Threats to Global Navigation Satellite Systems

By Capt. David B. Moskoff & William G. Kaag

Originally developed to guide Allied convoys safely across the Atlantic, the use of synchronized low frequency radio signals as a navigational aid revolutionized modern maritime navigation in the 1940s.  Faced with operating ships and aircraft over vast areas, researchers pioneered the use of radio signals to aid navigation in regions where poor weather conditions made traditional methods—such as dead reckoning and celestial navigation—exceptionally difficult.  This system was eventually named LORAN.  When in range of three or more shore-based transmitters, LORAN receivers placed onboard ships and aircraft allowed operators to fix their location within minutes regardless of the weather.  The original system, known as LORAN-A, and its eventual replacement, LORAN-C, were operated by the U.S. Coast Guard and other nations until 2010.  The U.S. portions of the system were phased out in favor of the satellite-based Global Positioning System (GPS) which became operational in July of 1995.  The latest LORAN Position Navigation and Timing (PNT) system known as “eLoran” is currently in use or under consideration in several countries.   Eventually, Loran C systems throughout the world are expected to be replaced by eLoran. 
The impact of GPS on the commercial transportation industry has been enormous.  Everything that moves—ships, cars, trains, aircraft, and even farm equipment—is now navigated by GPS, or a similar GNSS system.  Companies worldwide use GPS to time- stamp business transactions, maintain records, and ensure traceability.  Major financial institutions use GPS to synchronize their computer networks around the world.  Large and small businesses now use automated systems that can track, update, and manage multiple transactions made by a global network of customers.  These systems require accurate timing information available through GNSS Systems such as GPS (National Coordination Office for Space-Based Positioning, Navigation, and Timing, 2014).

Reliance of the Maritime Industry on GNSS
The commercial maritime industry has become especially reliant on GNSS technology.  eCharts provide a continuous, real time plot of the true and relative movements of both the vessel and nearby objects often using radar images and Automatic Information System (AIS) transponder signatures superimposed on the electronic chart (see Figure 1).  Most merchant marine academies continue to teach their cadets skillsets such as how to fix a vessel’s position using terrestrial and celestial bearings. However, these techniques are less often used in the modern shipping industry, which continues to move irreversibly towards the use of fully integrated electronic bridges. Yet, in the event of GNSS compromise, these basic seamanship skills may be necessary to counter a cyber attack.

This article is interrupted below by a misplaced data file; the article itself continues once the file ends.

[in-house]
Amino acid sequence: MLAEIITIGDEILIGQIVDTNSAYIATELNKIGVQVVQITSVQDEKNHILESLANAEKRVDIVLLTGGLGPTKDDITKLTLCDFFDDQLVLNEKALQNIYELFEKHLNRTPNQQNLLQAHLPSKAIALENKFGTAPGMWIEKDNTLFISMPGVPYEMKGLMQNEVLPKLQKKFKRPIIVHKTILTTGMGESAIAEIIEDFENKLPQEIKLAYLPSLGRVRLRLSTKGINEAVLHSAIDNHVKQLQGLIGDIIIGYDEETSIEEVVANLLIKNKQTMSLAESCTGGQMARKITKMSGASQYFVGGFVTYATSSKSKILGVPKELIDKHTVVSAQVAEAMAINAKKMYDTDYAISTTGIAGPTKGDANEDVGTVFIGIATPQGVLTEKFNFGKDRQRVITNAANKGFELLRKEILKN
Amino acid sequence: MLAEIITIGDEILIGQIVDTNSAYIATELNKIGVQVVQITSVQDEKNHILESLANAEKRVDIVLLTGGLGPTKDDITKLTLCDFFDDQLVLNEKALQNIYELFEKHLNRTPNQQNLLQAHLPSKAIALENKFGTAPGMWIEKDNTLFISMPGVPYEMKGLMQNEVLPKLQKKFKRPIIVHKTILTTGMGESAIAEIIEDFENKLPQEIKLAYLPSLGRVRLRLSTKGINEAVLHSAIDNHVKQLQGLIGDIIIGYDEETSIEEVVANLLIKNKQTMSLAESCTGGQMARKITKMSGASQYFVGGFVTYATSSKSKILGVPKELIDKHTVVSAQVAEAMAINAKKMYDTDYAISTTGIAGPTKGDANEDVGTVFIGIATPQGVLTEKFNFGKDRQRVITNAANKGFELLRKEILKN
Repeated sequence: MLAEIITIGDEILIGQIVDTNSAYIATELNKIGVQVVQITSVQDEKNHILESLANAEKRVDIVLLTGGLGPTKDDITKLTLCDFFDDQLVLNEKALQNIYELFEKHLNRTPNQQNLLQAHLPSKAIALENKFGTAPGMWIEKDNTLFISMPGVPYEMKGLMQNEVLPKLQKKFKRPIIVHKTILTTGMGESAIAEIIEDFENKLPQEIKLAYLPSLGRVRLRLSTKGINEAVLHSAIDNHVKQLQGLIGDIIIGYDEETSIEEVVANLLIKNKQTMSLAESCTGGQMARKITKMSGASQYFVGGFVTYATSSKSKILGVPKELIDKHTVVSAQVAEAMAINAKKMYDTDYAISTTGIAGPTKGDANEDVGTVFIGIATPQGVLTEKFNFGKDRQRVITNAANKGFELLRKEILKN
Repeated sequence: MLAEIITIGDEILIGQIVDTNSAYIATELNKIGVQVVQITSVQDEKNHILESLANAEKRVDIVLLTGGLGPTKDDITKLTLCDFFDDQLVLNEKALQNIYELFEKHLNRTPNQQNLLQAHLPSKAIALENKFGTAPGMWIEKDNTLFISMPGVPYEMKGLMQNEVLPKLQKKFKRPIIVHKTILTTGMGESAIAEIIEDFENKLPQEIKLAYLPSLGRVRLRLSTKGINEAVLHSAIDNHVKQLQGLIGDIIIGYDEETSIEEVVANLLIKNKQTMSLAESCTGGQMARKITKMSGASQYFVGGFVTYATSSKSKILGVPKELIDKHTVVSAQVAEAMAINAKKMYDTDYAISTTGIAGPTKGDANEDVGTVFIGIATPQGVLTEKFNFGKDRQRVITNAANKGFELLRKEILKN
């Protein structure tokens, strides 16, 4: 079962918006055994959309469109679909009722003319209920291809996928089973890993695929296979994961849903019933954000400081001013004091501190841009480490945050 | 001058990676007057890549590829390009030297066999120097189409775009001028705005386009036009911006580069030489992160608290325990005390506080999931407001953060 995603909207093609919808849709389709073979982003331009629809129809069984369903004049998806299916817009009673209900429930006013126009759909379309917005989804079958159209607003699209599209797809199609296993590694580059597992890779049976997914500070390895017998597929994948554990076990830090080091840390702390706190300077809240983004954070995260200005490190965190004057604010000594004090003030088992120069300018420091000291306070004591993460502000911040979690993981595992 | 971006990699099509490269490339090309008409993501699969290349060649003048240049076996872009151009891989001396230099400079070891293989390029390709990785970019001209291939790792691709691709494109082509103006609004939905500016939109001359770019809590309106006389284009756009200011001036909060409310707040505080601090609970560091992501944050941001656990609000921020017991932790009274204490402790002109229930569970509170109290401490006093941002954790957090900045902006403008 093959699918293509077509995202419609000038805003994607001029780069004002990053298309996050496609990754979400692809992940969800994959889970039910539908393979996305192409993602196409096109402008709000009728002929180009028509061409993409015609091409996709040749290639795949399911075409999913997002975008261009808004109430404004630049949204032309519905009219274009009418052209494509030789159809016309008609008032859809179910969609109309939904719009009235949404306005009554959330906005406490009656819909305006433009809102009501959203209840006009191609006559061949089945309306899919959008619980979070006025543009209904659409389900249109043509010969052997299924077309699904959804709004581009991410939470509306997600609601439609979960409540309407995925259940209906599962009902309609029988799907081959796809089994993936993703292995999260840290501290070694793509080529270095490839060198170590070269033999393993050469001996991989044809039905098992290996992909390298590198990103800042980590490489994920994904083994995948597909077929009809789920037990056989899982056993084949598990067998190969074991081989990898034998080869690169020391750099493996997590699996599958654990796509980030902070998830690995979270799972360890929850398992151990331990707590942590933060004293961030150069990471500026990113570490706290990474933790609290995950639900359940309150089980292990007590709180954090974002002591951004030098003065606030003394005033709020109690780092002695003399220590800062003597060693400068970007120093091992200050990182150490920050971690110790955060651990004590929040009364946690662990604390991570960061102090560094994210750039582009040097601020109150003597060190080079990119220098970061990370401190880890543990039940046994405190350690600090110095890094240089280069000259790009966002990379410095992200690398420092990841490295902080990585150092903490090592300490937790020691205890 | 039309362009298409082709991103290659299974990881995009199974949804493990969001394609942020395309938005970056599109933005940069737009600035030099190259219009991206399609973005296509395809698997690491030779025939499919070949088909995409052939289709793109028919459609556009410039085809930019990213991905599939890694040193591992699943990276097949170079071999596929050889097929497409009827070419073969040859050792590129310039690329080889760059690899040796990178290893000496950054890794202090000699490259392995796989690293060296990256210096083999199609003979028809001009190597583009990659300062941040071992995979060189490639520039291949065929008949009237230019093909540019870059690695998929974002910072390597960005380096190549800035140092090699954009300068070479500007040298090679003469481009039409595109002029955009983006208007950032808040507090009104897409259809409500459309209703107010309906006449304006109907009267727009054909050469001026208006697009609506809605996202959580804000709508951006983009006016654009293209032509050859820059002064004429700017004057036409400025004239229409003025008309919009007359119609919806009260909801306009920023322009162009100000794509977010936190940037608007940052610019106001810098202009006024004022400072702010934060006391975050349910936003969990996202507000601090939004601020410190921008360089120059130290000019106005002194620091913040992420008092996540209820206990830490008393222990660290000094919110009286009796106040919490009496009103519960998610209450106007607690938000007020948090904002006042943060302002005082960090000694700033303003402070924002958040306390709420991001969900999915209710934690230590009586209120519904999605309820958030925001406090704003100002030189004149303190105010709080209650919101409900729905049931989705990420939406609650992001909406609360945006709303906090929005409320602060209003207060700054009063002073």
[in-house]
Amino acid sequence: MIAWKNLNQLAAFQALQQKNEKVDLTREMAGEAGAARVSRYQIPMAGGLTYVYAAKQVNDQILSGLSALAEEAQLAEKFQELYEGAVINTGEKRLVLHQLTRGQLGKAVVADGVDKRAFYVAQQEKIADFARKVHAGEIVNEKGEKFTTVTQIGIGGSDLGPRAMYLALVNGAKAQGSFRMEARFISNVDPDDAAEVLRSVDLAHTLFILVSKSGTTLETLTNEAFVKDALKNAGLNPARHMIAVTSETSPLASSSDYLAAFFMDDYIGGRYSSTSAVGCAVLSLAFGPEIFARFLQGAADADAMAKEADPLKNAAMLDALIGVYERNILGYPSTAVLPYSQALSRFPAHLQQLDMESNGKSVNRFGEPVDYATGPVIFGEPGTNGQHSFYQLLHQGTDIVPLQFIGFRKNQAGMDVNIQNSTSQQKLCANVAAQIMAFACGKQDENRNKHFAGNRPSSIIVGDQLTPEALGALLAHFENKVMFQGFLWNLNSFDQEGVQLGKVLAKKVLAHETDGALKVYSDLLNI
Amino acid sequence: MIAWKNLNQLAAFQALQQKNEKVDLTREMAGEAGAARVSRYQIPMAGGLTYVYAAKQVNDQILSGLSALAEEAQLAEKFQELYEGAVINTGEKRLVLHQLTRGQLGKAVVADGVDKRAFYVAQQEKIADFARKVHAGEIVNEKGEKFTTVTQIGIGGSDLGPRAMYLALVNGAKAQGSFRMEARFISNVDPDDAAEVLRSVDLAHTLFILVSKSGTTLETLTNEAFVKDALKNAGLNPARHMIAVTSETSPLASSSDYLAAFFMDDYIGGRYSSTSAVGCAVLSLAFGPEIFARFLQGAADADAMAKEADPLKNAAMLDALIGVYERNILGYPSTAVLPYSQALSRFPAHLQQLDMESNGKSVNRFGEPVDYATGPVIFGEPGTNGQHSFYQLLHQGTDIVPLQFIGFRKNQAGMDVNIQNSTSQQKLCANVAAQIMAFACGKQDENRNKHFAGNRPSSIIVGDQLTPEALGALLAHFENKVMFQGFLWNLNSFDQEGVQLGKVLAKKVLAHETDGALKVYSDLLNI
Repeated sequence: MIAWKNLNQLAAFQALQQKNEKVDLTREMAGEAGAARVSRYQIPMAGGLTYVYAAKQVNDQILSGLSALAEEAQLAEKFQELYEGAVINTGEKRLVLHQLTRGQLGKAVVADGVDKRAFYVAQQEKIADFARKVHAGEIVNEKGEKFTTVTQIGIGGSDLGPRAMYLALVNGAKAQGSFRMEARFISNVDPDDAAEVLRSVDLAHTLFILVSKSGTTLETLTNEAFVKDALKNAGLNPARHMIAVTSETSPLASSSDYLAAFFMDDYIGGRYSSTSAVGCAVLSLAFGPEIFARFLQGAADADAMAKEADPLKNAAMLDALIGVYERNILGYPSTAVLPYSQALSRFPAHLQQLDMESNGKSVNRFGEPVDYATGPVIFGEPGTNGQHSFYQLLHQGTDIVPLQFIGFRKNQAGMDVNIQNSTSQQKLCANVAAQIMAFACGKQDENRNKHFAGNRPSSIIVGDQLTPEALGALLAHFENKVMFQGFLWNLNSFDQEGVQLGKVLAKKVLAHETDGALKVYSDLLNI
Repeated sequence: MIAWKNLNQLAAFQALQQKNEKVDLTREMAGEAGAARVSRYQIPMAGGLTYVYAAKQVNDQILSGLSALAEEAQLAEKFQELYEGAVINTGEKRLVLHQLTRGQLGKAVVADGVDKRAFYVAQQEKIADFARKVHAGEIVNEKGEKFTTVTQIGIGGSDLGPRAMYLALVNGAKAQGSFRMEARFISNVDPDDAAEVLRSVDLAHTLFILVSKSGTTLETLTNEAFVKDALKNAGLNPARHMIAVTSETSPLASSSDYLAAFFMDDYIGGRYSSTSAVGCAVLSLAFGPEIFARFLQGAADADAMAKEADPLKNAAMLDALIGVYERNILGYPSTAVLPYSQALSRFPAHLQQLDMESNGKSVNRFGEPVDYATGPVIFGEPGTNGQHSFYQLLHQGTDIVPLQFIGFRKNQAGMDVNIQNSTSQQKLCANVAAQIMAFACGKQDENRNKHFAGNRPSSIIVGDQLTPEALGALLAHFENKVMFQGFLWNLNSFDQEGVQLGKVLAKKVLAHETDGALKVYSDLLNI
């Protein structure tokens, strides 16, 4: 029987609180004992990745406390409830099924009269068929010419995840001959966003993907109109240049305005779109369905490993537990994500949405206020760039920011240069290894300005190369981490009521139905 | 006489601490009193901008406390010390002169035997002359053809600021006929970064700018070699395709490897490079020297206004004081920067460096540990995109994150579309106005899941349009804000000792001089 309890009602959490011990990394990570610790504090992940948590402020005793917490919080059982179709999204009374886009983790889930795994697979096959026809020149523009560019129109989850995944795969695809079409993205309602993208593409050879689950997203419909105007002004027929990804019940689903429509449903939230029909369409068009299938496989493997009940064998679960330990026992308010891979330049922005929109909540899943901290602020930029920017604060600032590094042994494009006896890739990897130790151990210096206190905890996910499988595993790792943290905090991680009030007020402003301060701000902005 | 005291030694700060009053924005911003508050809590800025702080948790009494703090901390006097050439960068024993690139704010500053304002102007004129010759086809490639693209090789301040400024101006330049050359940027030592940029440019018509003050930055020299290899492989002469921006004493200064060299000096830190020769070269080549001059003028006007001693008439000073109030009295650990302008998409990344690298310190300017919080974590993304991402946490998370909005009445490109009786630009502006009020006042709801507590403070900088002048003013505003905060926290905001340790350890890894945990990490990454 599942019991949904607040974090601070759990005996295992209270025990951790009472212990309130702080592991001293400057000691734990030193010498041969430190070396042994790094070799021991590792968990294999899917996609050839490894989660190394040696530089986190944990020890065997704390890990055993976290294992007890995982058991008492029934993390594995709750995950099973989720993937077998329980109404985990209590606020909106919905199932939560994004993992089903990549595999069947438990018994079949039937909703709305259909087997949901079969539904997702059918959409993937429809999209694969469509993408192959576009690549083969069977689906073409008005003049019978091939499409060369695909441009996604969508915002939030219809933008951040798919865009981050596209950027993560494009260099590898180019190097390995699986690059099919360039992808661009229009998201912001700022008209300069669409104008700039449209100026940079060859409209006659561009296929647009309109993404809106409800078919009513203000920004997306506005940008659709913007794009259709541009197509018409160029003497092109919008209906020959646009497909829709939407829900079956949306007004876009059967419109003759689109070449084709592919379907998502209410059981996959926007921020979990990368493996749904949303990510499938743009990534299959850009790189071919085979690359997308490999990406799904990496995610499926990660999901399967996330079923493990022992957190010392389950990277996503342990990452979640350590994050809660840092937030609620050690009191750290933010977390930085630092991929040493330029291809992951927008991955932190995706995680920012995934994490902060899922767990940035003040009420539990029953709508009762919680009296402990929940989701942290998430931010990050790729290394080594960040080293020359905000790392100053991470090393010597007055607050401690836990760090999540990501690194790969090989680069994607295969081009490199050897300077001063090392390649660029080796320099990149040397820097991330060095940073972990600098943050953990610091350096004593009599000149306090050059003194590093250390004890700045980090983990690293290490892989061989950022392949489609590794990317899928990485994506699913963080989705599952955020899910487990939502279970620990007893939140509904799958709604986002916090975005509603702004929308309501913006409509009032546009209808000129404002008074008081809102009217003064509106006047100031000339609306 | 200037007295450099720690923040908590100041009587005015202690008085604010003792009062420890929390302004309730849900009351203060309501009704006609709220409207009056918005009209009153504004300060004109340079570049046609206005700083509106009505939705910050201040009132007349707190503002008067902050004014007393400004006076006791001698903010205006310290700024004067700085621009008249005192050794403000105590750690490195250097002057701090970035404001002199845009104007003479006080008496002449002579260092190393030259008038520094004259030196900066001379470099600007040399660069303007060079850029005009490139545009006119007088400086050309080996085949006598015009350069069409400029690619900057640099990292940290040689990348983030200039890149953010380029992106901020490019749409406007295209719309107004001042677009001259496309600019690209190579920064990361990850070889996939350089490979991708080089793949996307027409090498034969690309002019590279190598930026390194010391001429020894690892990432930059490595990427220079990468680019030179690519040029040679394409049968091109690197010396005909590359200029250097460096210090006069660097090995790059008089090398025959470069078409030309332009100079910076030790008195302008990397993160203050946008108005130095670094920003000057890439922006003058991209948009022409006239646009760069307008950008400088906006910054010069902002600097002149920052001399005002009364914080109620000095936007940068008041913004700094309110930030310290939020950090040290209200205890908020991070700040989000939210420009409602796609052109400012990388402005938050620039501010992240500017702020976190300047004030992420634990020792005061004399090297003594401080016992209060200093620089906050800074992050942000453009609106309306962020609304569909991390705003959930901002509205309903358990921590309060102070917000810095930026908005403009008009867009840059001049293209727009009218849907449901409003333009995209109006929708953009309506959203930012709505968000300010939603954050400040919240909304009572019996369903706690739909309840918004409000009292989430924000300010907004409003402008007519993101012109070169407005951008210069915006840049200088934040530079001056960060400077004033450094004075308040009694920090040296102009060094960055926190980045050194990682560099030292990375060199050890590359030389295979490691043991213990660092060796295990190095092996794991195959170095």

Several other satellite based PNT systems are also in operation.  In 1995, the same year that GPS became operational, the Russian Federation announced deployment of GLONASS.  This system has been hampered by uneven funding and suffered a well-publicized 11-hour service outage in April 2014, among other failures.  In Asia, China plans to deploy its BeiDou-2 (formerly known as COMPASS) satellite navigation system.  The BeiDou-1(BDS) system currently provides only regional coverage, however China has announced plans to provide global coverage by the year 2020.  In Europe, the European Space Agency (ESA) continues development of the Galileo satellite navigation system.  When complete, Galileo will provide low precision PNT services to the general public, while high precision services will be available for a fee to commercial and military subscribers.

GNSS Signals
Signals produced by PNT satellite systems range between 1162 and 1610 MHz (see Figure ).  U.S. GPS emits two types of signals: one which is broadcast on a single frequency and available free to all users; and a second signal which is broadcast on a separate encrypted frequency available only to the military. These two signals, are equally accurate. However the availability of the second signal on a different frequency allows the military to compensate for naturally occurring interference within the ionosphere, resulting in a more accurate fix and greater system resiliency.It is important to note that GNSS pulses are extremely weak.  GPS signals have been compared to the light emitted by a “40 Watt light bulb as seen from 11,000 miles away (17,700 km)” (Daniels, 2014).  As such GNSS signals are vulnerable to:

(1) Jamming and Interference.  The broadcast of a stronger signal that intentionally or unintentionally blocks or impacts a GNSS satellite signal;

(2) Spoofing.  The broadcast of a false GNSS signal, but at a slightly greater power which deceives the GNSS receiver into locking onto the spoofed signal.  A spoofing attack can be very difficult to detect.

(3) Meaconing.
  The intentional delay and rebroadcast of a GNSS signal intended to introduce error to receivers;

(4) Extreme Space Weather (ESW).  Solar activity such as solar flares, coronal mass ejections, high-speed solar wind, and the impact of energetic particles on the earth’s ionosphere.

(5)  Other Vulnerabilities.  Kinetic or laser attacks to the satellite constellations or collisions with space debris are a few of other known susceptibilities of GNSS. 

Shipboard Systems Affected by the Loss of GNSS Signals

A significant proportion of navigation equipment on the bridge of a modern ocean- going commercial vessel (see Figure 3) and various offshore energy platforms will likely be affected by the loss of GNSS signals.
For the components listed above, the loss of GNSS may not prevent the component from functioning through an alternate sensor input.  However, tests conducted by the General Lighthouse Authorities (GLA) of the United Kingdom and Ireland in 2008 showed how easily error messages and auditory warnings prompted by the loss of GPS can easily distract (and overwhelm) a vessel’s bridge team (Grant, Williams, Ward, & Basker, 2008).  This can be especially dangerous for vessels operating in confined waterways, near shallow areas, or maneuvering in higher traffic densities. 
These vulnerabilities are not unique to the maritime industry.  A number of other industries are also at risk.  For instance, the aviation and financial industries are heavily dependent on properly functioning PNT systems and would be affected in varying degrees by a cyber-attack on GNSS.